(Title Image: © Copyright Jaggery and licensed for reuse under Creative Commons Licence BY-SA-2.0)
Yesterday, Jenny Rathbone AM (Lab, Cardiff Central) put forward an idea for a proposed law which would set a levy on workplace parking spaces, with a view to using the revenues raised to invest in public transport and both walking and cycling.
Getting the behavioural change we need
Jenny Rathbone said the proposed legislative solution would tie in well with policies such as a future Clean Air Act and the national development framework. It would force employers to consider the number of workplace parking spaces they provide. The policy has been implemented elsewhere with some success:
“Nottingham introduced a workplace parking levy in 2012. This is a lot easier to implement than a standard congestion charge, and they were clearly outlining that the first 10 parking places are free. It does not apply to disabled parking places, front-line emergency services or vehicles being used for the transport of goods to and from as part of their business. Staff parking at hospitals and other premises are also exempt. The impact has been fantastic. The air quality has improved, nitrogen oxide emissions have gone down and it’s generated £44 million in the last seven years, ring-fenced for transport projects.”
– Jenny Rathbone AM
She acknowledged that Welsh local authorities already have this power under existing legislation, but no Welsh council has so far implemented it with Cardiff the only one actively considering it. This proposed law would focus attentions on an all-Wales basis.
Nick Ramsay AM (Con, Monmouth) had come concerns. He agreed on the need for getting people out of private transport but believed this could end up being a tax levied on the people who can least afford it. This policy might work well in urban areas, but less so in places where private transport is near enough essential, like Monmouthshire. He did suggest though that a levy could be used to nudge people into buying electric vehicles by exempting them.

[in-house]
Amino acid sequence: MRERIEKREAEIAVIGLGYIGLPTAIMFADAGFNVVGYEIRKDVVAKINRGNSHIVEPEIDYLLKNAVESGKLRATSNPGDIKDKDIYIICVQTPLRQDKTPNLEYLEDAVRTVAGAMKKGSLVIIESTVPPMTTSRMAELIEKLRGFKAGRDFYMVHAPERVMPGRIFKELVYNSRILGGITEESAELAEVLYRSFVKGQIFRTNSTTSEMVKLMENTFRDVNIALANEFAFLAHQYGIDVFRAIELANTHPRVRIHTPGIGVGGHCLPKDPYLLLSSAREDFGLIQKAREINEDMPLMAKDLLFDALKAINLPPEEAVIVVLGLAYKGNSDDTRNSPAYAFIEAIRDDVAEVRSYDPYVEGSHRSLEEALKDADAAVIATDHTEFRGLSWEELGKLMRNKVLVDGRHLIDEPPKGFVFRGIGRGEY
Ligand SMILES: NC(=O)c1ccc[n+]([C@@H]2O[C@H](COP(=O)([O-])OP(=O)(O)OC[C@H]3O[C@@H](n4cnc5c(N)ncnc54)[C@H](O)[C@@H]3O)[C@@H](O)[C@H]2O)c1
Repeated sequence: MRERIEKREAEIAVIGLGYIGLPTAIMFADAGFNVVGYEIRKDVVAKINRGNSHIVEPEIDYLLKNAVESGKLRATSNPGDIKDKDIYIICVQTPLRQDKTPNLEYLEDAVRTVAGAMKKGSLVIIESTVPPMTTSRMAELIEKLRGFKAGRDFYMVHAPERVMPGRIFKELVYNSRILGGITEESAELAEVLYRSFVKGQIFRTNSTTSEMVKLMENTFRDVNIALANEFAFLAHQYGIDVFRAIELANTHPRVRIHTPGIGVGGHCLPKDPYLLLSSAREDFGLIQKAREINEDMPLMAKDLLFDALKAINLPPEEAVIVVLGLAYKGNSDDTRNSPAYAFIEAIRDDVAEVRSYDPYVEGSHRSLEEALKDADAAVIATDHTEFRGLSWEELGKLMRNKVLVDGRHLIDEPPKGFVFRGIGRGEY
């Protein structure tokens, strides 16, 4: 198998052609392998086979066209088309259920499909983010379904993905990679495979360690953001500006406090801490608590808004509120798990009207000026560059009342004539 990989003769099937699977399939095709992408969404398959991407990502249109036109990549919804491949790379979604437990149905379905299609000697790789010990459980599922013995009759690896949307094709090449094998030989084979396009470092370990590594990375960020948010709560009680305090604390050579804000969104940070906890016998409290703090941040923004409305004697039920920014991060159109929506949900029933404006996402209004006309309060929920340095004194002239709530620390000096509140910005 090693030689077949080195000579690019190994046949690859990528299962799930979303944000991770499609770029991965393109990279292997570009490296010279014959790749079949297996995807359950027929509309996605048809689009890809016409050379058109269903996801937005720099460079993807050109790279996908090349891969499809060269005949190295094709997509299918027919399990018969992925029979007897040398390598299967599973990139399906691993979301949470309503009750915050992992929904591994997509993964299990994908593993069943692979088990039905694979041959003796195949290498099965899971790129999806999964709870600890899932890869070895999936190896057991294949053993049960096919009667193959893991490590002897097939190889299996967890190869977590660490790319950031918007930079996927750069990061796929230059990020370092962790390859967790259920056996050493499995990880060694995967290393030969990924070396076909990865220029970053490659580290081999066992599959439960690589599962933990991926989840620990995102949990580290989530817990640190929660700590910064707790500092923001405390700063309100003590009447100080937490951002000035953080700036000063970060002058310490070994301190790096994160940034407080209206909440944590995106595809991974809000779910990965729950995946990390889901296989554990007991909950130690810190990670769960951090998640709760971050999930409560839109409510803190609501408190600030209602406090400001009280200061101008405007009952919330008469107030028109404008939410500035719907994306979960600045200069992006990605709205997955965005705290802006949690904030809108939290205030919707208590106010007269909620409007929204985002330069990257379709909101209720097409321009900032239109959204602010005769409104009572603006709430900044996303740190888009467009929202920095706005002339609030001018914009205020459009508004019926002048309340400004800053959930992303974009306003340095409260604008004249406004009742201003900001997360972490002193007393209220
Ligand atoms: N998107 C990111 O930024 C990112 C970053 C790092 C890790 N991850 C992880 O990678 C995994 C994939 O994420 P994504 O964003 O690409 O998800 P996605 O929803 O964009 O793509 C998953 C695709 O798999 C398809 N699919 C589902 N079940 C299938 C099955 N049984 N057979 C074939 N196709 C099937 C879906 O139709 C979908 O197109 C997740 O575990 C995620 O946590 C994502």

Plaid Cymru supported the proposal. Llyr Gruffydd AM (Plaid, North Wales) said there were many cross-policy benefits such as improving the environment and potentially improving people’s health. He did, however, suggest that any levy would need to be proportionate to a person’s salary.
David Rowlands AM (BXP, South Wales East) believes such a levy should only apply to public sector employers, while Michelle Brown AM (Ind, North Wales) suggested it could result in businesses being charged twice for the same thing – business rates and this proposed levy.
Talk to your local councils
Economy & Transport Minister, Ken Skates (Lab, Clwyd South), noted the extensive powers councils already have for this and, as such, perhaps didn’t have the response Jenny Rathbone would’ve liked.
“….there is nothing stopping local authorities from doing what Jenny Rathbone is, I feel correctly, advocating. The powers are there, the reasons for taking action and to utilise them are clear. And so, Dirprwy Lywydd, I’d urge supporters of the scheme to press their local authorities to consider this proven intervention.”
– Economy & Transport Minister, Ken Skates